Is Any Publicity Good Publicity?

by Vinny DelGiudice June 8, 2022

“There is only one thing in the world worse than being talked about, and that is not being talked about..” – Oscar Wilde

There’s no such thing as bad publicity, right? Well, maybe. Publicity used to be hard to come by before the internet. Now, everyone can have an opinion on your product and share it with the rest of the world. While it’s true that it’s important to be part of the conversation, it needs to be for the right reasons.

In the 21st century, we are not only at the forefront of technological advancements, but also, communication advancement. In the past, when I would buy a product that I was unsure about, I would call up my dad and see if he had any advice on it. One person, who’s opinion still holds weight, but maybe not as much weight as it used to. Now, when buying a product, I can look at the consumer reviews on the company’s website or I can look at 3rd party review websites. I can verify that the reviewer purchased the product and see what she or many others think of the product.

As we talked about last week, 99.9 % of consumers look at reviews before making a purchase. So, I ask the question again, is any publicity good publicity? Maybe, maybe not. But the review system is not as simple as a star rating. What exactly are people looking for?

The Complexity of the Review System

Star rating

Would you get in an Uber if he had a 1-star rating? What if he had a 3-star rating? or a 4.1? What star rating is high enough for you to get in the car? I used to get in a taxi, barely knowing if the driver had a license, but now we can see if this particular driver will provide snacks and drinks or if he’s talkative.  Positive reviews will gain trust with consumers. Peak purchasing occurs between 4.2 and 4.5 stars. A 5-star rating doesn’t always mean the best product. People can be skeptical of products with only 5-star reviews – negative reviews offer authenticity. In other words, it shows the reviews aren’t fake or paid for.

When interacting with star rating filters, research shows that more than half of reviewers will look at 1-star reviews. We can speculate that consumers are interested in common problems associated with the product. Most reviews are 1- or 5-star reviews.  When companies respond to negative reviews, it allows customers to see that they are willing to address problems and concerns with a product.

Amount of Reviews

The more the better right? While that is true, it’s not exactly useful information. More is always better when it comes to reviews, but how many depends on the product type, category, and the seller. Picture this: you’re buying a shirt from a small online boutique. They have 5 or 6 positive and descriptive reviews. This could be enough for someone to click BUY. But, if it’s a larger expense, like a hot water heater or a table saw, you want to see a larger quantity of people talking about the good and the bad. The more money someone stands to lose on a product, the higher the number of reviews they prefer to see.

Review length                                                                   

Getting a high rating on a product isn’t enough. Longer and more informative reviews are more helpful to a customer than reviews that are only have a star rating. Consumers are faced with an abundance of choices. Ask my spouse where we are going for dinner, and you can see how too many choices can affect a person in real time. A review that describes the pros and cons or tells a story will resonate more with the potential customers than one that just says, “great product”.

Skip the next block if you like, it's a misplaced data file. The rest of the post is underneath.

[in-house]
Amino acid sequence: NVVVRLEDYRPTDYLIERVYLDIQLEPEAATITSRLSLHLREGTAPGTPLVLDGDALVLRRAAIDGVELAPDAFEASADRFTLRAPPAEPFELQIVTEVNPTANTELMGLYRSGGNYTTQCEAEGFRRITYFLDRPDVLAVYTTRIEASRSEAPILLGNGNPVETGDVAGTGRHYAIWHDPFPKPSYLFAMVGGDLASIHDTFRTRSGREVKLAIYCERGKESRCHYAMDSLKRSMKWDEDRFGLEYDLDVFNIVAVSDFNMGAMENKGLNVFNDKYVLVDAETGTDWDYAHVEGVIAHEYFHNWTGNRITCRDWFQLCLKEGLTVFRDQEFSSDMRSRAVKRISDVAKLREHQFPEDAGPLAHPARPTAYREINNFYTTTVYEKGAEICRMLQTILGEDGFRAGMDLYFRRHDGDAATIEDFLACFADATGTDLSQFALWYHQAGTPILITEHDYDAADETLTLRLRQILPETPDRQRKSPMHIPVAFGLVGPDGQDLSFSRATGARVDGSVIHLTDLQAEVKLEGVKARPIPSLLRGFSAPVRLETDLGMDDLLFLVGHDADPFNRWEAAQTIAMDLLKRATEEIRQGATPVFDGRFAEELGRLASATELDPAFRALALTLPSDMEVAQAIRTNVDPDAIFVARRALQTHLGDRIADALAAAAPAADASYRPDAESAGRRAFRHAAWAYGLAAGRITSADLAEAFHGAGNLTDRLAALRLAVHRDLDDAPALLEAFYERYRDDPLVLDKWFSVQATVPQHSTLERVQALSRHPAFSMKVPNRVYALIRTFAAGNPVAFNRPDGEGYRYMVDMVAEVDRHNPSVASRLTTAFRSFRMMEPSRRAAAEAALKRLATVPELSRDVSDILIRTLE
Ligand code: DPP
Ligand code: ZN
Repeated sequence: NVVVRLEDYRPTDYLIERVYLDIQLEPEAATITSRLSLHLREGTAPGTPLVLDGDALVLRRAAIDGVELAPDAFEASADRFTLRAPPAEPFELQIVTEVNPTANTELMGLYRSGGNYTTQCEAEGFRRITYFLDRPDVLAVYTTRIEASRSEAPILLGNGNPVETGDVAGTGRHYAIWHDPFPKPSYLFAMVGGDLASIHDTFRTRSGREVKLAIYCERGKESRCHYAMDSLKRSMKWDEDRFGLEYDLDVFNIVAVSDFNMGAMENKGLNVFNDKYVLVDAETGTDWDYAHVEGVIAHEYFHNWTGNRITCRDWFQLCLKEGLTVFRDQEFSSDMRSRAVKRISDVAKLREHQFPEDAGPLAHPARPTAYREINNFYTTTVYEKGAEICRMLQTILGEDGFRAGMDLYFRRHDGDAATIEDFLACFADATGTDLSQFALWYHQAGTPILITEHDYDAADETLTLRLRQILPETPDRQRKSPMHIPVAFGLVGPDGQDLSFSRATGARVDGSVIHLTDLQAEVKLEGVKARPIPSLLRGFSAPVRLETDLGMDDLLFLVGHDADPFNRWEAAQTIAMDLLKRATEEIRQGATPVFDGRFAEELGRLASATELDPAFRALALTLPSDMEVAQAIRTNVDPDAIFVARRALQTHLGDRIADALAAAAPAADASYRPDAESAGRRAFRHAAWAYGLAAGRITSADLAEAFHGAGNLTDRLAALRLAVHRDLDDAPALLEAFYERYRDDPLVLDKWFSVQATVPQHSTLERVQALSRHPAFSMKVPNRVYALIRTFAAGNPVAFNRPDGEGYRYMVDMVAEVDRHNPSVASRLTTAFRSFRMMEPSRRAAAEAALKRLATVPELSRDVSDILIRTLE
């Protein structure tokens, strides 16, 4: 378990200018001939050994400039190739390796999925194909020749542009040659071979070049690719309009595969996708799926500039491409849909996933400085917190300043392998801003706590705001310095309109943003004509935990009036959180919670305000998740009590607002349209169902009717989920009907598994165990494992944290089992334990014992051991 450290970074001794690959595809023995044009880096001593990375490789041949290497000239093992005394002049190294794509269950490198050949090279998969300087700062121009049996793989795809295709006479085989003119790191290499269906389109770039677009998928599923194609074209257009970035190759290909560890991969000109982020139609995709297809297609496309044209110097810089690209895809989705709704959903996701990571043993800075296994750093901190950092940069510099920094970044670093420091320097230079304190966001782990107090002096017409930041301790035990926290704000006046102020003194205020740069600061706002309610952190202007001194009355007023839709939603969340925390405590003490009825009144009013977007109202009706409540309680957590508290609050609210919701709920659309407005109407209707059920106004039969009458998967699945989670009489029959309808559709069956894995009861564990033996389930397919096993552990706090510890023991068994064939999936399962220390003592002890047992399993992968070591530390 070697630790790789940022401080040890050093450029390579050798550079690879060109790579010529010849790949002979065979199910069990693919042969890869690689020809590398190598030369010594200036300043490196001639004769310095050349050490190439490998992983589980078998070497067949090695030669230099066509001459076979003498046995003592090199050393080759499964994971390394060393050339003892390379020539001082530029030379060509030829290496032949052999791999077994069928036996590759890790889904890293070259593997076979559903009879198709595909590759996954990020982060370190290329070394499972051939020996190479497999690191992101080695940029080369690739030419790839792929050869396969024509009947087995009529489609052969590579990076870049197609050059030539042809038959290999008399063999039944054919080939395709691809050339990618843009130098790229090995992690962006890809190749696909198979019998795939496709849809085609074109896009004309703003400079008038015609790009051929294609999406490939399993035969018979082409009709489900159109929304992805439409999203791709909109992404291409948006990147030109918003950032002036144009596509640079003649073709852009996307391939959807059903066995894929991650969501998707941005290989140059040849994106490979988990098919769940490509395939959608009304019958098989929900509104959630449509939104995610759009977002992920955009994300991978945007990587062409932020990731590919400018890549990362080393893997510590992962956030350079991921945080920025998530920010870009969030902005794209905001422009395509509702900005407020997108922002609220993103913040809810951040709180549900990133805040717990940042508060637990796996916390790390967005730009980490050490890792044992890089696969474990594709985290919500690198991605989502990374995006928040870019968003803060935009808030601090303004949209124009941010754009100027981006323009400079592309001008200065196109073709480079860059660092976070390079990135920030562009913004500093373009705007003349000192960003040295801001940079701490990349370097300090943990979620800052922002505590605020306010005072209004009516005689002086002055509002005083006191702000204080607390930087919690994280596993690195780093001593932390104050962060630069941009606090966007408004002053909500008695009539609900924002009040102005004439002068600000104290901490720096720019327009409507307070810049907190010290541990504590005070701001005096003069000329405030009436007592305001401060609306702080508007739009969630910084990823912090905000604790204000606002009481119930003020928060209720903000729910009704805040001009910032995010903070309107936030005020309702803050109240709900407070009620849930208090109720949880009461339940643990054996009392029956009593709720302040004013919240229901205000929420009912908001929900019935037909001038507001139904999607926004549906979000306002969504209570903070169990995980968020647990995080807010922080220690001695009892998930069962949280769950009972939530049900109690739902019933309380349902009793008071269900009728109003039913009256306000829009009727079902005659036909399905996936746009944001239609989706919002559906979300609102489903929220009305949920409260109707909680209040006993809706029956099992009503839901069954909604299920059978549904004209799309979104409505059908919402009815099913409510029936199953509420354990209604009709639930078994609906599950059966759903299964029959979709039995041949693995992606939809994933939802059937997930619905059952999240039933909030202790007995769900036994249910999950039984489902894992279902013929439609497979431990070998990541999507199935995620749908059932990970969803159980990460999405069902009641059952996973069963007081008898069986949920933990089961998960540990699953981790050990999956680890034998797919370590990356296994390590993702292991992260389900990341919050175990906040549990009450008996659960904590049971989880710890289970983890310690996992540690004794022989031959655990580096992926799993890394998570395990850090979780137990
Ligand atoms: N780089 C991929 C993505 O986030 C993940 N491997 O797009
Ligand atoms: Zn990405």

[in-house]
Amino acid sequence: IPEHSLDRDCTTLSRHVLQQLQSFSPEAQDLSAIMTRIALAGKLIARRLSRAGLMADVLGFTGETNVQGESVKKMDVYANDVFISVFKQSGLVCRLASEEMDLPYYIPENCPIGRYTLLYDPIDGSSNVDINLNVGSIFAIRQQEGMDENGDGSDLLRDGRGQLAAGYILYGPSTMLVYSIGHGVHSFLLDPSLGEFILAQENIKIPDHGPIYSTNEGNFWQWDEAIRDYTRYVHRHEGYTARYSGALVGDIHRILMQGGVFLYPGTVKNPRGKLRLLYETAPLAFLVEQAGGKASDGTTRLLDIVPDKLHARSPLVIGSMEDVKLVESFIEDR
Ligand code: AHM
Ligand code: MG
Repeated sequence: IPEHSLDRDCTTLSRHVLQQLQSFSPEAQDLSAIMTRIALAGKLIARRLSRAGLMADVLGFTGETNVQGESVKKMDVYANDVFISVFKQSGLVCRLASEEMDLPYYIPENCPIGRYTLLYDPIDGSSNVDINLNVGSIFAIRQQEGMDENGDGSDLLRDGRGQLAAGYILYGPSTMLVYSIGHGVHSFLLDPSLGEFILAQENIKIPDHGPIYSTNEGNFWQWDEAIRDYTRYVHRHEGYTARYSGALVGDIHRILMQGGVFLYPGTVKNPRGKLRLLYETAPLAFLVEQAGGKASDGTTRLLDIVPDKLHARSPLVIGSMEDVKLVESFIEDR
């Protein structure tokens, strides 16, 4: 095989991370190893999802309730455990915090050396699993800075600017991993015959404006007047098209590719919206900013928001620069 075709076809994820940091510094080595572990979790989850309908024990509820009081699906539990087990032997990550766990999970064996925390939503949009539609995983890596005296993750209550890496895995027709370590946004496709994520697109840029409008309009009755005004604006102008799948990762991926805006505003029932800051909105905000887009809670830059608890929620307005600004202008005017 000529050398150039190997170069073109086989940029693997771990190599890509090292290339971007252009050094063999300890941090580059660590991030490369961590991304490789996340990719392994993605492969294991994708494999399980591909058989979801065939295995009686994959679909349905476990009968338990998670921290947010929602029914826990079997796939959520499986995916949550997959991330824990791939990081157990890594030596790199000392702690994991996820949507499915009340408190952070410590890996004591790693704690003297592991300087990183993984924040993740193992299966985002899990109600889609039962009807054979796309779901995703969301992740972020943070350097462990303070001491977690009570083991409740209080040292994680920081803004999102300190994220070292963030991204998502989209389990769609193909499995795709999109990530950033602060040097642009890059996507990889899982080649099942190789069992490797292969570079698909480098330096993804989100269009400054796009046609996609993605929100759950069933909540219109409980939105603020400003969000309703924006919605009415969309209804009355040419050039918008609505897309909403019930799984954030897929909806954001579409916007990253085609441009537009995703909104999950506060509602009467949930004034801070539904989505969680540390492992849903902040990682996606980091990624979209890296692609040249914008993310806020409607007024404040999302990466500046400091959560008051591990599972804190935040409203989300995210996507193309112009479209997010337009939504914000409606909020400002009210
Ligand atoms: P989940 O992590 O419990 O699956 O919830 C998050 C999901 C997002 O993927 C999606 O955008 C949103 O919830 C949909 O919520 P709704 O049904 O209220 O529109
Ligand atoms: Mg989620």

Red Flag words

In certain categories of products, consumers are searching for key words. Amazon has a feature now that allows you to read reviews with certain key words:

When I’m searching for a product for my 7-month-old son, I look in the reviews for words like ‘injury,’ ‘dangerous,’ or ‘hurt.’ I just bought a swing that will hang from a tree in my backyard. I scoured the amazon reviews for parents stating their kids were hurt. I was able to look at hundreds of strangers giving great reviews, and some giving bad reviews. Here are some examples:

 

 

The key to my purchase was that the device was not injury prone. The first 2 reviews were from devices that I chose not to purchase based on reviews that clearly described reasons the products are not safe. The third review described why the parent thought the swing was safe for their 4-month-old and being that my son was 6 months old at the time, I was able to commit to this purchase. When considering something else, such as central air units or mattresses, people may be looking at reviews that mention longevity. Consumers may search for different key words unique to the category of the product.

Recency of Reviews

Consumers feel that recency of reviews is even more important when buying a product that is new to them. When a review campaign for a company is discontinued or put on the back burner for too long, this will affect the volume of reviews. When reviews are dated, people can speculate. It allows the potential customer to wonder, “why has no one reviewed this company recently?”

Confirm or Deny: Any Publicity is Good Publicity?

It’s not that simple. We obviously don’t want negative reviews on a product, but they do provide a level of authenticity. We know that everyone won’t be happy with the same product. Negative reviews also give a company an opportunity to respond and engage with customers, demonstrating customer service and responsiveness. So, is any publicity good publicity? As long as the good outweighs the bad, its normal for everyone to have some “bad publicity”, in this case, negative reviews.

MAi Research continues to utilize consumer reviews and consider them when looking at products. Reviews provide us with an abundance of data. Come check out what we’re doing with it…